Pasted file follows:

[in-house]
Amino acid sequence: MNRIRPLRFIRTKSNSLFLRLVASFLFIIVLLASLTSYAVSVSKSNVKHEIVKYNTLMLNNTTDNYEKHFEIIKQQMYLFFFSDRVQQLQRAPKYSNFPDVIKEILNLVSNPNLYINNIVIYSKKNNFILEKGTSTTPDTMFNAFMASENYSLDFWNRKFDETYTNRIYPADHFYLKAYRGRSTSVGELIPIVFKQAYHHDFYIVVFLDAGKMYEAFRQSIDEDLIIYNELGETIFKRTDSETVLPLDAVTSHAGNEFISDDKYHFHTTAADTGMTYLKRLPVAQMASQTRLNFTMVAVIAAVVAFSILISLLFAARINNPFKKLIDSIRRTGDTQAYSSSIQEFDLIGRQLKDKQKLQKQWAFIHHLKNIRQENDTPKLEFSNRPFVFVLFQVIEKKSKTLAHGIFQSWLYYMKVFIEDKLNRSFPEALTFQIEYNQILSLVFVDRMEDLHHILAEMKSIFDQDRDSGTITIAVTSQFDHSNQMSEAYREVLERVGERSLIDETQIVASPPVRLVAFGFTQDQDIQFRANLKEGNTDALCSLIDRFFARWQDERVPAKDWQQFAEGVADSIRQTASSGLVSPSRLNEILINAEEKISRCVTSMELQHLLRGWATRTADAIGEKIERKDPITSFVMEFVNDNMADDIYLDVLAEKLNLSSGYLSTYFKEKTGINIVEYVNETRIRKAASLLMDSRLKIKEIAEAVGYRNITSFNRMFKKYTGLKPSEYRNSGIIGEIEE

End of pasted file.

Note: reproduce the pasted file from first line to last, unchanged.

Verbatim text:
[in-house]
Amino acid sequence: MNRIRPLRFIRTKSNSLFLRLVASFLFIIVLLASLTSYAVSVSKSNVKHEIVKYNTLMLNNTTDNYEKHFEIIKQQMYLFFFSDRVQQLQRAPKYSNFPDVIKEILNLVSNPNLYINNIVIYSKKNNFILEKGTSTTPDTMFNAFMASENYSLDFWNRKFDETYTNRIYPADHFYLKAYRGRSTSVGELIPIVFKQAYHHDFYIVVFLDAGKMYEAFRQSIDEDLIIYNELGETIFKRTDSETVLPLDAVTSHAGNEFISDDKYHFHTTAADTGMTYLKRLPVAQMASQTRLNFTMVAVIAAVVAFSILISLLFAARINNPFKKLIDSIRRTGDTQAYSSSIQEFDLIGRQLKDKQKLQKQWAFIHHLKNIRQENDTPKLEFSNRPFVFVLFQVIEKKSKTLAHGIFQSWLYYMKVFIEDKLNRSFPEALTFQIEYNQILSLVFVDRMEDLHHILAEMKSIFDQDRDSGTITIAVTSQFDHSNQMSEAYREVLERVGERSLIDETQIVASPPVRLVAFGFTQDQDIQFRANLKEGNTDALCSLIDRFFARWQDERVPAKDWQQFAEGVADSIRQTASSGLVSPSRLNEILINAEEKISRCVTSMELQHLLRGWATRTADAIGEKIERKDPITSFVMEFVNDNMADDIYLDVLAEKLNLSSGYLSTYFKEKTGINIVEYVNETRIRKAASLLMDSRLKIKEIAEAVGYRNITSFNRMFKKYTGLKPSEYRNSGIIGEIEE